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Host, seasonal and habitat influences on the incidence of Lernaeenicus radiatus (Copepoda: Pennellidae) in the mid-Atlantic Bight of the northwest Atlantic Ocean

Jan Lovy*, Nicole L. Lewis, Sarah E. Friend, Kenneth W. Able, Margaret J. Shaw, Gregory S. Hinks, Peter J. Clarke

*Corresponding author:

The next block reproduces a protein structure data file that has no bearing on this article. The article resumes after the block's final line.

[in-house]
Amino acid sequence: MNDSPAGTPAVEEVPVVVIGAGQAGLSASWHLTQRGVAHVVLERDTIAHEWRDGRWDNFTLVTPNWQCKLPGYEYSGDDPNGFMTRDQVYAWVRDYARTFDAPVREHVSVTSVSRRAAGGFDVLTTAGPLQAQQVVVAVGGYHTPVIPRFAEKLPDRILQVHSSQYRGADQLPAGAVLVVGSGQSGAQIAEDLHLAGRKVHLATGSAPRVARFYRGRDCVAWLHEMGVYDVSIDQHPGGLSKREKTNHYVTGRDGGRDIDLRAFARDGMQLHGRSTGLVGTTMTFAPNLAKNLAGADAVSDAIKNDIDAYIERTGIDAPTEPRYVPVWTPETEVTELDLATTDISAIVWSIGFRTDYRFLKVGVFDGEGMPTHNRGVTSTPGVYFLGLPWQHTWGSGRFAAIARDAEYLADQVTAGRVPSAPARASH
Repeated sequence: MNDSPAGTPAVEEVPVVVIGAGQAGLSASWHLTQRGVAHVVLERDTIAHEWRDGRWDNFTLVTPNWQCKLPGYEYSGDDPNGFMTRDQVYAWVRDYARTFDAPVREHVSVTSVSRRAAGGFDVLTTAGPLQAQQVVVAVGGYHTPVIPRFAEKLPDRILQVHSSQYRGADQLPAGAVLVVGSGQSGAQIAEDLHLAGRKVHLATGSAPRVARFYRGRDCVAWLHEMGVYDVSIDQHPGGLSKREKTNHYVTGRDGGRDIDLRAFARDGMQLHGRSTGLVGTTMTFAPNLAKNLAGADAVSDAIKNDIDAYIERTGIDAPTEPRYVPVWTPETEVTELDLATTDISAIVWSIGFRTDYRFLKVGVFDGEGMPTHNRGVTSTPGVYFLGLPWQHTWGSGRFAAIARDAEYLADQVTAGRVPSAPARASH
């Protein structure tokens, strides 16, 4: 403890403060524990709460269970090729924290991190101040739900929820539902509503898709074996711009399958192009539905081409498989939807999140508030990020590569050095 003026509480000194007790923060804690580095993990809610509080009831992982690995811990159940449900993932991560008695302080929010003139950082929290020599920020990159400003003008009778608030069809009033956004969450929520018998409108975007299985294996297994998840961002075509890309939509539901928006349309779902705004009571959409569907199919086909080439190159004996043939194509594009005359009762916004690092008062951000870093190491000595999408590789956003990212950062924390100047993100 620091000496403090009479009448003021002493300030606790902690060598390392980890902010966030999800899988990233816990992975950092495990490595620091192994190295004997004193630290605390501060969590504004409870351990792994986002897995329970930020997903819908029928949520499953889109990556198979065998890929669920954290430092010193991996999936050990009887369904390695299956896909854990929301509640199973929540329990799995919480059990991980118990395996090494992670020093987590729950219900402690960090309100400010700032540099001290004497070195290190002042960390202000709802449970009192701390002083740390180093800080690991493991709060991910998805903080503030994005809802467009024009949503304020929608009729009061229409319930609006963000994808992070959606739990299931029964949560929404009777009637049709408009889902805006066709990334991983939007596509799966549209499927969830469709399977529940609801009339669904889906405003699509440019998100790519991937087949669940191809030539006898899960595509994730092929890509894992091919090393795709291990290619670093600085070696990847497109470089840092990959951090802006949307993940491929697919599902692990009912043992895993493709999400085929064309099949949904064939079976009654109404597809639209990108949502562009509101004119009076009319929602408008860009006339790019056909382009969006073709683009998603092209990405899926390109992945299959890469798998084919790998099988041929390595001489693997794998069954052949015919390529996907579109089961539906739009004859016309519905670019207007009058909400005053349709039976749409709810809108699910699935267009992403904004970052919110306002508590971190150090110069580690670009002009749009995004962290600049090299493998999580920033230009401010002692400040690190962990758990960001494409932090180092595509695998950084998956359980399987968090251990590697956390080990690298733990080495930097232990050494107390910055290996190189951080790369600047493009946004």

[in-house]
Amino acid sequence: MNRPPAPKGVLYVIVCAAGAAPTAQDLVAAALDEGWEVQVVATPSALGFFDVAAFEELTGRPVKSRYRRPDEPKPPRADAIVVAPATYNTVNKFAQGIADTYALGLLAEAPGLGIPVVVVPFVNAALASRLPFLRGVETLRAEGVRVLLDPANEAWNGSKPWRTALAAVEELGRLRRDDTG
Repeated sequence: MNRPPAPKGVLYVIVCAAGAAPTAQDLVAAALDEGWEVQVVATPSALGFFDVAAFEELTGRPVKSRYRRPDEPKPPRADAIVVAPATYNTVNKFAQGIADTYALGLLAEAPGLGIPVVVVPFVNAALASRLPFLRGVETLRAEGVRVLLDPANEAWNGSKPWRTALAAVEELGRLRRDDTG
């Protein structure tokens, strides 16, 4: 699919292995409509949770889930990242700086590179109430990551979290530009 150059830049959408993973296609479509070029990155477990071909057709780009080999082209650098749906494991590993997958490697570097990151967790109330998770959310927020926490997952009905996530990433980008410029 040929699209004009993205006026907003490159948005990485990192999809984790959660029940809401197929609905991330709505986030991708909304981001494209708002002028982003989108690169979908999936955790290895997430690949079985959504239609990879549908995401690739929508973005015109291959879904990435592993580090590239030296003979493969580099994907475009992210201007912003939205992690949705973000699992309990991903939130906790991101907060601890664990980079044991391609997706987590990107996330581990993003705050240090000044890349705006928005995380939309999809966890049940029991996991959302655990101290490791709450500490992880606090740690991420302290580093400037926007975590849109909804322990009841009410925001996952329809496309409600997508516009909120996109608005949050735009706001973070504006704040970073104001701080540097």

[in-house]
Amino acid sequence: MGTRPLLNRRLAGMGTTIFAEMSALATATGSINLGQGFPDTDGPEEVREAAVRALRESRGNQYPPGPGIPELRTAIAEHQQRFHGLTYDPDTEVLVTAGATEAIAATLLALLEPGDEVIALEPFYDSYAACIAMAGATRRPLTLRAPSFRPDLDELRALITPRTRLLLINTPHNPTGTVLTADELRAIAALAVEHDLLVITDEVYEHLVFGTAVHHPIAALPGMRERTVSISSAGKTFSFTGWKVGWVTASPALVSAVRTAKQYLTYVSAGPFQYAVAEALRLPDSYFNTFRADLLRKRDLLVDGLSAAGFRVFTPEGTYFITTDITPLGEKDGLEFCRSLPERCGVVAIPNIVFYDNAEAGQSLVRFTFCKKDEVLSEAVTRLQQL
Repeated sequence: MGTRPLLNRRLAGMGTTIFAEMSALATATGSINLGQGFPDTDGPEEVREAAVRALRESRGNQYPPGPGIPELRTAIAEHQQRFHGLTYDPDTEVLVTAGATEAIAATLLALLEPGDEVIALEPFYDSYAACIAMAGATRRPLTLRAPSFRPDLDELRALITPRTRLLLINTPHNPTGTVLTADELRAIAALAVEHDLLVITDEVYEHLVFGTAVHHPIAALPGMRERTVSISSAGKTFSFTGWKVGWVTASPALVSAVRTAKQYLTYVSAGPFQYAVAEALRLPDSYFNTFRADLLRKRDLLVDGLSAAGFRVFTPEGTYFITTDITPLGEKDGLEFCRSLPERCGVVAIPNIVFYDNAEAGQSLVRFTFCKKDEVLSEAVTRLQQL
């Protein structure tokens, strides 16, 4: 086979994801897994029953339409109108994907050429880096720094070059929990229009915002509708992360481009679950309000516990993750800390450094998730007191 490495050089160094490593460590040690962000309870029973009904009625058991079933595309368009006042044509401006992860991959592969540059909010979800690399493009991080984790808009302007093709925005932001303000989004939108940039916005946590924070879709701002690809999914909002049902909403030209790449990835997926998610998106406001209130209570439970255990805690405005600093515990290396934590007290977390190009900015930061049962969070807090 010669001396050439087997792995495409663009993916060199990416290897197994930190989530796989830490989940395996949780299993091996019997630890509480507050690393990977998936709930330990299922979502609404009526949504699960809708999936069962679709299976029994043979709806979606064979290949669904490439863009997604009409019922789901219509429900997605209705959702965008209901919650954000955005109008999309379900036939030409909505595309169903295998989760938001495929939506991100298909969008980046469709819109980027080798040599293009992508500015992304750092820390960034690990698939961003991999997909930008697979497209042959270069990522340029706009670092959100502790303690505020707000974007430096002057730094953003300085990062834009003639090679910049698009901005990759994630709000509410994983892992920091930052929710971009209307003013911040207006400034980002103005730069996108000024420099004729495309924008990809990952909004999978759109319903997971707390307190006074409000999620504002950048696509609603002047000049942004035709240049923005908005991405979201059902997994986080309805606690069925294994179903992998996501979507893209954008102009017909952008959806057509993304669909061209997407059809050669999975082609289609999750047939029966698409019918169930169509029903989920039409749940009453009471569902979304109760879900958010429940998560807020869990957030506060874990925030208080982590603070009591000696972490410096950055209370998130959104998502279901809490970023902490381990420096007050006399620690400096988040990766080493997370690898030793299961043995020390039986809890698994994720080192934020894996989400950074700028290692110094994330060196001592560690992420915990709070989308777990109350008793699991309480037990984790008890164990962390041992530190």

ABSTRACT: Lernaeenicus radiatus is a pennellid copepod with a two-host life cycle with high host-specificity to their first host, black sea bass, Centropristis striata. The parasite was prevalent in the gills of black sea bass throughout the study period, from April to December, in juvenile and adult populations along the coast of New Jersey, USA. Parasite incidence was high in the summer and fall in near-shore areas and dropped significantly in fish from deep waters further off-shore in December. Lernaeenicus radiatus infection increased with black sea bass total length. Heavy infections of L. radiatus occurred in gills of adult black sea bass inhabiting reef-associated structure, in which parasite incidence rate was 2 to 3.7 times higher than in non-structure habitat. Metamorphosed females on the second host showed less host-specificity. Seven species of fish were confirmed as second hosts, with four being novel, including silver perch, Bairdiella chrysoura; naked goby, Gobiosoma bosc; summer flounder, Paralichthys dentatus; and Atlantic herring, Clupea harengus. The most common second hosts were Atlantic menhaden, Brevoortia tyrannus and bay anchovy, Anchoa mitchilli. The anchor process of metamorphosed females of L. radiatus was highly polymorphic with the structure depending on tissue type infected. Parasite length showed considerable variation, with neck and trunk measurements of L. radiatus from adult menhaden being 2-4 times larger than other smaller host species. Mitochondrial cytochrome oxidase c subunit I (COI) sequences demonstrated all parasites to be L. radiatus, despite the polymorphisms. Sequence divergence within the COI gene was limited to 0.3% in this population.